Her­itage month gets hands on

The Invercargill Eye - - FRONT PAGE - RE­BECCA MOORE

Her­itage month in South­land is set to be more hands on, fol­low­ing feed­back from pre­vi­ous years.

Co-or­di­na­tor Re­becca Amuns­den said March was once again be­ing recog­nised as Her­itage Month, but this year more work­shops and events would be hosted.

While the event had been suc­cess­ful for sev­eral years, num­bers in at­ten­dance were drop­ping.

‘‘We had three con­fer­ences and they went from 100, to 80, to 60 peo­ple.’’

There was a big drive for more work­shops, so this year she hoped num­bers would be boosted.

There were some ‘‘old favourites’’ be­ing brought back and some new events for peo­ple of all ages to en­joy, she said.

‘‘They will be full on work­shops, there’s lots and lots to learn.

‘‘We have things for all ages, things that in­volve all age groups.’’

Her­itage Month will open on March 3 at South­land Mu­seum and Art Gallery.

There will be a list of speak­ers in­clud­ing New Zealand Pouhere Taonga chief ex­ec­u­tive An­drew Cole­man, and Jim Ged­des, Karyn Owen and Dean Whaanga.

Her­itage build­ings, genealogy, sto­ry­telling and col­lec­tions will be the top­ics through­out the month.

There had been a big in­ter­est in genealogy in pre­vi­ous years and this year her­itage build­ings were top­i­cal with the pro­posed plan for In­ver­cargill’s in­ner city, Amuns­den said.

‘‘We want to make the most of it, peo­ple want to know about the past.

‘‘We want to know who we are and where we come from.’’

Host­ing a week for peo­ple to learn about the his­tory of them­selves and their place was im­por­tant, she said.

‘‘South­land has a unique his­tory com­pared to some other parts of New Zealand.

‘‘We’ve got that Scot­tish in­flu­ence.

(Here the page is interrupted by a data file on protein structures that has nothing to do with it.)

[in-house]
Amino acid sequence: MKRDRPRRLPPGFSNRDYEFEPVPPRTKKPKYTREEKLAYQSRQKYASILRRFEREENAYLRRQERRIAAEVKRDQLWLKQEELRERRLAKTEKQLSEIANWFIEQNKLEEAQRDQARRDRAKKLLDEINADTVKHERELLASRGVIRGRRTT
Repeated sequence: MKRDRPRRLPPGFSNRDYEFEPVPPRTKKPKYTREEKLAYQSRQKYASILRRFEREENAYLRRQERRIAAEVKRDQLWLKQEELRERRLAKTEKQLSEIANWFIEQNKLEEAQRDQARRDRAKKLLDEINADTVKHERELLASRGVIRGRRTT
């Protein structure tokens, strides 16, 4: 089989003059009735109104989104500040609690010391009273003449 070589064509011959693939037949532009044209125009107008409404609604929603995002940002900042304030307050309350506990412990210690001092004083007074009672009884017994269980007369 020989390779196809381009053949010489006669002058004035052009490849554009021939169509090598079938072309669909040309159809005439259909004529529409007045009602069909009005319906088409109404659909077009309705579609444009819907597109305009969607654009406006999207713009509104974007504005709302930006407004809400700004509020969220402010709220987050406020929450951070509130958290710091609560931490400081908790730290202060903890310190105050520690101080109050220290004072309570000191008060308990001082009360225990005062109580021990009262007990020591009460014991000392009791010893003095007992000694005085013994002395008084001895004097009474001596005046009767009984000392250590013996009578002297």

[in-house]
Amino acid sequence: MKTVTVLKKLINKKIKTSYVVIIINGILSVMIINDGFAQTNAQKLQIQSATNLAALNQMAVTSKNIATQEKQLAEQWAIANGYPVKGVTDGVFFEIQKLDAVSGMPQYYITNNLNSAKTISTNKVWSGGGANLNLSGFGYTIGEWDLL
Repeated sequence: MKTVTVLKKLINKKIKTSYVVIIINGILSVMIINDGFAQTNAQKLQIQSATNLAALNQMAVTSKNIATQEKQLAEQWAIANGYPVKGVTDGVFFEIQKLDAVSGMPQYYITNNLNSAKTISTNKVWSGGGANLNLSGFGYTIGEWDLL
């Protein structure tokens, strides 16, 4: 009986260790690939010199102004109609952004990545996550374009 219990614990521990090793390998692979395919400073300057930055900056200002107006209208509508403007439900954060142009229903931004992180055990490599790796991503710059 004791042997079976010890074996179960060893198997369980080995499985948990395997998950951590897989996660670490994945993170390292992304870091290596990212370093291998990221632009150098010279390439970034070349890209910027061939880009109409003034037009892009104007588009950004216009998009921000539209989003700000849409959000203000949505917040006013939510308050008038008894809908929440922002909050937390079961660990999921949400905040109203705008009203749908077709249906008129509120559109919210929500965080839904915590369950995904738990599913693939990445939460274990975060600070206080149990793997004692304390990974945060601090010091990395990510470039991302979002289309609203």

‘‘We’ll learn how to make the most of our as­sets and what we have for our ad­van­tage.’’

An event this year which Amuns­den thought would be pop­u­lar was the Pop Up Mu­seum on March 17 to 24, 10am to 2pm, on Esk St.

It is the 125th an­niver­sary of Women’s Suf­frage in New Zealand - since women won the right to vote.

The mu­seum was in theme with the an­niver­sary and would show­case sto­ries from South­land’s pi­o­neer­ing women. Cen­tral South­land is buzzing with the news that the newly ap­pointed Catholic Bishop of Otago and South­land is a lo­cal, con­tin­u­ing strong com­mu­nity links with the role.

Fr Michael Doo­ley, who has just been ap­pointed by Pope Fran­cis as the new Bishop of Dunedin dio­cese, lived at Hed­don Bush, near Win­ton.

He was ed­u­cated at the lo­cal pri­mary school, be­fore at­tend­ing Cen­tral South­land Col­lege.

The an­nounce­ment was greeted with en­thu­si­asm, with Fa­ther Hamesh Wy­att, of Win­ton, say­ing it was won­der­ful for the com­mu­nity.

‘‘I’m sure Win­ton and the St Thomas Aquinas Par­ish will have a very spe­cial place in his heart.’’

Bishop-elect Doo­ley will be the sev­enth Bishop of Dunedin and suc­ceeds Bishop Colin Camp­bell, who has served for al­most 14 years. Con­tin­u­ing the link, Bishop Camp­bell was born at Otau­tau and ed­u­cated in In­ver­cargill, while another lo­cal, the late Len Boyle, was born in Night­caps and was the 5th Bishop of Dunedin from 1983 to 2005.

Bishop-elect Doo­ley said he was thank­ful for the sup­port he had re­ceived.


Her­itage month co-or­di­na­tor Re­becca Amuns­den with fly­ers for the events.

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